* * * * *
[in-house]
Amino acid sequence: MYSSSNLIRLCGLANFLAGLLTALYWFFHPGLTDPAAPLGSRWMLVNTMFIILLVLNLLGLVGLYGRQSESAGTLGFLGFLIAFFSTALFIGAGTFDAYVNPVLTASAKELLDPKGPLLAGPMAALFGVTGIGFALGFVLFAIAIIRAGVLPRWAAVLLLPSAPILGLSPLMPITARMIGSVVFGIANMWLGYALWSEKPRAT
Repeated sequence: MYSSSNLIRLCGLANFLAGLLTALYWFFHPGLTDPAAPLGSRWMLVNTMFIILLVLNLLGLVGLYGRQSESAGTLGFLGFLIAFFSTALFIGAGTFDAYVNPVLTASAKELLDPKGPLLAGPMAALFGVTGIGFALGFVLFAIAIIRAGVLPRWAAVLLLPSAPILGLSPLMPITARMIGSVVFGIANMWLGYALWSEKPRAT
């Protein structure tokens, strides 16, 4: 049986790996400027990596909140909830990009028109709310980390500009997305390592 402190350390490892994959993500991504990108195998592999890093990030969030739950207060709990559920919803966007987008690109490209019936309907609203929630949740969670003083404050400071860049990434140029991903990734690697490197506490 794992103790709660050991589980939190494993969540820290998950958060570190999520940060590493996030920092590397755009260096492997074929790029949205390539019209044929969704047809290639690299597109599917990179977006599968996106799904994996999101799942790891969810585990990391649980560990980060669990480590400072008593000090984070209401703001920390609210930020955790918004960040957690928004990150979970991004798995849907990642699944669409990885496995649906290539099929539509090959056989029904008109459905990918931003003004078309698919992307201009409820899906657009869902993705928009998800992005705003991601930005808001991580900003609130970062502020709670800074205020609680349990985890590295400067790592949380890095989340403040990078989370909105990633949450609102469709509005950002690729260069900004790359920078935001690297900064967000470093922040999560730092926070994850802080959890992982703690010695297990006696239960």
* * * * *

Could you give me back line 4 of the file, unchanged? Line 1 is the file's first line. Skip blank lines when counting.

């Protein structure tokens, strides 16, 4: 049986790996400027990596909140909830990009028109709310980390500009997305390592 402190350390490892994959993500991504990108195998592999890093990030969030739950207060709990559920919803966007987008690109490209019936309907609203929630949740969670003083404050400071860049990434140029991903990734690697490197506490 794992103790709660050991589980939190494993969540820290998950958060570190999520940060590493996030920092590397755009260096492997074929790029949205390539019209044929969704047809290639690299597109599917990179977006599968996106799904994996999101799942790891969810585990990391649980560990980060669990480590400072008593000090984070209401703001920390609210930020955790918004960040957690928004990150979970991004798995849907990642699944669409990885496995649906290539099929539509090959056989029904008109459905990918931003003004078309698919992307201009409820899906657009869902993705928009998800992005705003991601930005808001991580900003609130970062502020709670800074205020609680349990985890590295400067790592949380890095989340403040990078989370909105990633949450609102469709509005950002690729260069900004790359920078935001690297900064967000470093922040999560730092926070994850802080959890992982703690010695297990006696239960």